Okay, so first it was Delta and jetBlue that got the okay to go gate-to-gate with electronic gadgets.  Then it was American.  I had a question from a friend on this new policy, because he flew Delta mainline, where they announced the new policy, and then flew a Delta Connection flight, where the flight attendant nearly came unglued when he wouldn’t put his iPhone away during taxi out to the runway.

Try as they might, airlines aren’t telling their customers the distinction between “mainline” flights and those that are subcontracted.  Indeed, my friend’s Delta Connection flight was on ExpressJet, though it was branded a Delta Connection flight.

Earlier this week I got an email from US Airways saying that they were rolling out gate-to-gate electronic use – but they were actually freaking helpful!  They said that the new policy applied only to mainline US Airways flights, and that the policy didn’t yet apply to US Airways Express flights; that would come at a later date.  And just now, I got an email from Alaska Airlines saying that starting Saturday passengers on mainline flights would be able to use electronics, with sister carrier Horizon coming up soon, as well as subcontractor SkyWest, pending FAA approval.

From what I can tell, US Airways and Alaska Airlines are the only ones to roll out this new policy correctly.

So congrats you guys!  Travel is just about to get a little more interesting.

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Surf Air – The future of aviation, or just niche?

There’s a good article on up and coming airline Surf Air, and how they want to shake up the airline industry by offering a subscription-type monthly fee for flying, instead of a per-ticket price.  They’d be closer to a SeaPort Airlines and not a regular Southwest or Alaska, and would – at least initially – be flying to just four cities/areas: San Francisco Bay Area, Monterey California, Santa Barbara, and the Los Angeles basin.  All with a basic membership to be paid monthly, the lowest cost (of the 3 options) coming in at $780/month.

One of the attractive offers they have is that Surf Air isn’t relegated to commercial airports, like other commercial airlines.  For example, they could take off from Palo Alto Airport, which is basically in the middle of the San Francisco Bay Area being midway between San Jose and San Francisco – not to mention it’s closest to some of the biggest companies in the world (can you say Google and Facebook?).  Plus, no TSA.  BONUS!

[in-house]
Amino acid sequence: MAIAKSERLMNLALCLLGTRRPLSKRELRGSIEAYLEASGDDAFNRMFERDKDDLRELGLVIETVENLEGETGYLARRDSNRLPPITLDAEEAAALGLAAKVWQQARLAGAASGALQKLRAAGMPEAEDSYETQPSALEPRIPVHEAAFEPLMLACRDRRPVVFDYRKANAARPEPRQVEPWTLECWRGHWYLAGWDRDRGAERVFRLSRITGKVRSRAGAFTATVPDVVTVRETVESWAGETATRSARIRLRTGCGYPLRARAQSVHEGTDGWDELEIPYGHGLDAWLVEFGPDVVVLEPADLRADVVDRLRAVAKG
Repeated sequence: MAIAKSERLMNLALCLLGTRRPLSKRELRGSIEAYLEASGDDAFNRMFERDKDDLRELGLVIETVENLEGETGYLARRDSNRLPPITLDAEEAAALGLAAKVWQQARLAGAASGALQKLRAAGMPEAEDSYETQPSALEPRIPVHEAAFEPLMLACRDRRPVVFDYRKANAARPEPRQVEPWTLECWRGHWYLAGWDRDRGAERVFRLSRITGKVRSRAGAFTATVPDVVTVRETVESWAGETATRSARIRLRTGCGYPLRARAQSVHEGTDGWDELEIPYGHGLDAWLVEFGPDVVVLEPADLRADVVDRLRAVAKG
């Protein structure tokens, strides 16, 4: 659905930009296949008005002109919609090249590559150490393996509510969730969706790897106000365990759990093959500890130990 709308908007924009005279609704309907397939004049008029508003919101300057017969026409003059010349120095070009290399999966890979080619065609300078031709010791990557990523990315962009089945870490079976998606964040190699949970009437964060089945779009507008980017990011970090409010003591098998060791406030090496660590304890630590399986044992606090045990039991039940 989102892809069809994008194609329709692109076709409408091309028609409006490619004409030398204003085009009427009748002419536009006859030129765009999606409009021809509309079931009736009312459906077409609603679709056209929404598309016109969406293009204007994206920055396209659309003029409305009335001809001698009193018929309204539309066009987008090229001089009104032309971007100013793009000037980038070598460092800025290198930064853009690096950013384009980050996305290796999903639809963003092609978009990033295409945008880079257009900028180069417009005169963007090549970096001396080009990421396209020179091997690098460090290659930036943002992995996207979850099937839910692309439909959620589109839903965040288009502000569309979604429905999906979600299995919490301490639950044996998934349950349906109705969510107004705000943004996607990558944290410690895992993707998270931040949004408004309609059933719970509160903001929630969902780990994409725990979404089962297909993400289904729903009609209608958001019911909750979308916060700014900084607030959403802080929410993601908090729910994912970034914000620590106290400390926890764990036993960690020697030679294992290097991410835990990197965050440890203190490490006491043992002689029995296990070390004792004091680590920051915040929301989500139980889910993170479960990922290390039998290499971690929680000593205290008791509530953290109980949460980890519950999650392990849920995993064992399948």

On the other hand, no TSA – so what happens if they actually do land at SFO or SJC?  Offloading pax would have to be screened somehow before getting on to another commercial flight.  I know connecting service isn’t what these folks are offering – rather the “I live in SF and go to LA ever weekend” or “I live in Santa Barbara and work in Downtown LA” type of person.  Also, there probably aren’t rental cars at these small, non-commercial airports – so there’s that.

It’s all an interesting idea, and if I still lived in the Bay Area and had to fly to LA every week, I’d consider it.  What do you think?

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Wondering about AS fallout from the US/AA merger

It’s no secret that I’m personally a big supporter of Alaska Airlines.  Part of that is because they choose to not be part of an alliance, but instead work with a multitude of partners.  Their partnership with Emirates Airlines seems to be paying off; in recent weeks, I’ve seen a number of people flying with Emirates luggage tags.  I know that’s not scientific, but I hadn’t seen these luggage tags outside of the Middle East until now.

Everyone knows about US Airways taking over American Airlines.  But what’s not known is what’s going to happen with the Alaska/American tie-up.  Yes, the new AA/US is going to be part of oneworld (and isn’t US Airways supposed to drop Star Alliance any day now?), and the new AA will have hubs in Phoenix, Dallas/Ft. Worth, Charlotte, and Chicago.  But how is it going to effect Alaska Airline’s relationship with the “new” American?  I, for one, am curious.